Broader contextual awareness among the team leads to better decision making. Shared knowledge of the code means if one person is out sick, or leaves the company, we can still make progress on any given feature. All the pairing sessions are also teaching sessions, so our developers learn from each other as they rotate.
This all leads to one of the biggest benefits of it we’ve experienced - much lower engineering ramp times. We feel that we can ramp an engineer into our code base and practices quicker by using pairing, rotations, and context sharing than in a more traditional solo environment. There are many ways to give new engineers support and context, but none as direct as pairing.
ADM: What are the business drawbacks?
Neel: Pairing will affect which candidates are attracted to your culture. For some candidates, pairing is a filter out. It’s important to establish that up front and not waste anyone’s time. Obviously, the engineers who join Mavenlink are excited about pairing, and we find for them, our culture is a big draw. So I’d say pairing is neither a headwind or tailwind when it comes to recruiting, but it is a discussion point you need to position with candidates appropriately.
A day spent pairing can be more tiring than coding solo, so we need to be mindful of not burning our team out on pairing. We end up pairing about 70% of the time, and our developers appreciate the solo time to explore on their own.
ADM: Do you think it's use is gaining in popularity?
Neel: While it’s still a minority practice, pairing has definitely gained broader acceptance as a legitimate way to develop software. There’s fewer of the naive, “Don’t you go half as fast?” reactions, and there’s more recognition of pairing’s benefits. More companies have been integrating some level of pairing into their processes.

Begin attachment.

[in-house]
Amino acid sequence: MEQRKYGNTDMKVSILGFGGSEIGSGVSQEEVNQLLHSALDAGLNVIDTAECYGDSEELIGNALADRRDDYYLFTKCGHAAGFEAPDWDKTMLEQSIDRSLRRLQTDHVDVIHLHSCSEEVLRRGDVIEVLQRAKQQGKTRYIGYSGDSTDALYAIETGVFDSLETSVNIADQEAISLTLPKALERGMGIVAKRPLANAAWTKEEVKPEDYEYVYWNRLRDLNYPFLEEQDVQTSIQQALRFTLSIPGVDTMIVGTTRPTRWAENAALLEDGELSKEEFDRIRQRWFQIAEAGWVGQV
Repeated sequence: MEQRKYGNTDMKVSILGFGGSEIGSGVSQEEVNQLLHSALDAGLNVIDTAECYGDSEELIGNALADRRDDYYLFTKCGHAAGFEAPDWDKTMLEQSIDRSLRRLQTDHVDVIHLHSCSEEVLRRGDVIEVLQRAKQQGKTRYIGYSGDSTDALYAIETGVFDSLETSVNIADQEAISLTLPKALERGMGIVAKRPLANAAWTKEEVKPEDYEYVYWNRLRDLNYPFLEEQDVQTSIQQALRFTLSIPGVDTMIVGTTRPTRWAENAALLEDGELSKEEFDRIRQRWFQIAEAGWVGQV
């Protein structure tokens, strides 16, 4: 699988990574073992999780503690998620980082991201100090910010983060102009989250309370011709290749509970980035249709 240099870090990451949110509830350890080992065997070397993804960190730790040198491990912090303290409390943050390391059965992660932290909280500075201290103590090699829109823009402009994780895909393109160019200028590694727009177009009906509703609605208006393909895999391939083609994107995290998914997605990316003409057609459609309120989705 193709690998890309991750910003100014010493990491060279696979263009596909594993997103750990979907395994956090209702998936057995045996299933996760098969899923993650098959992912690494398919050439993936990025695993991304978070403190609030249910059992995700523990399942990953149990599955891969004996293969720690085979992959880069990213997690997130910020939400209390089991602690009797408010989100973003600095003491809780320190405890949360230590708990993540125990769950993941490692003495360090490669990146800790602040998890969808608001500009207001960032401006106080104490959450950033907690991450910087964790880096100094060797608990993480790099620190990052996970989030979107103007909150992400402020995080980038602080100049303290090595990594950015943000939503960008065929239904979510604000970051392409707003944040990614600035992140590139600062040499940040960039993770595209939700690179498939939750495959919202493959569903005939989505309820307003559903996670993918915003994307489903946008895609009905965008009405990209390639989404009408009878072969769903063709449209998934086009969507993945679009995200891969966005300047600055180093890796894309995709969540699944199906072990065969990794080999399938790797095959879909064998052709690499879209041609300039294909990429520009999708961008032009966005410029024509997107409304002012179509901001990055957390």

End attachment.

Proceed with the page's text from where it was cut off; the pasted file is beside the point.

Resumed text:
Interestingly, we’ve seen a lot of the increased mindshare being generated by the coding bootcamps. Many bootcamps have a pairing-based approach, so their students are used to it from day one. At first, they think that’s just the way it’s done. We talk to a lot of candidates who paired at bootcamp maybe three years ago, then stopped pairing when they got their first job, and are excited to talk to us at Mavenlink because of the chance to pair again.
ADM: How does it benefit collaboration? Is there a direct effect on workplace culture?
Neel: Pairing absolutely has an effect on collaboration and culture. Our product development team is a highly collaborative team and the engineering environment almost sounds like an outbound sales floor. There’s a huge amount of discussion going on all the time during the workday about the product and the code. We’ve seen this culture also impact other areas of the business and has certainly shaped the core values of the company, inside and outside the R&D team.
ADM: Does it attract great developers? If so, why?
Neel: Many great developers are drawn to pair programming. We've been pleased with the talent we've been able to attract through our pairing culture.
As to why - for many developers, it’s just a more enjoyable way to build software. Engineering is about the joy of making something work. The best pairing sessions make that joy a shared experience.
ADM: What are some of the common pitfalls of solo programming? Does pair programming address those pitfalls?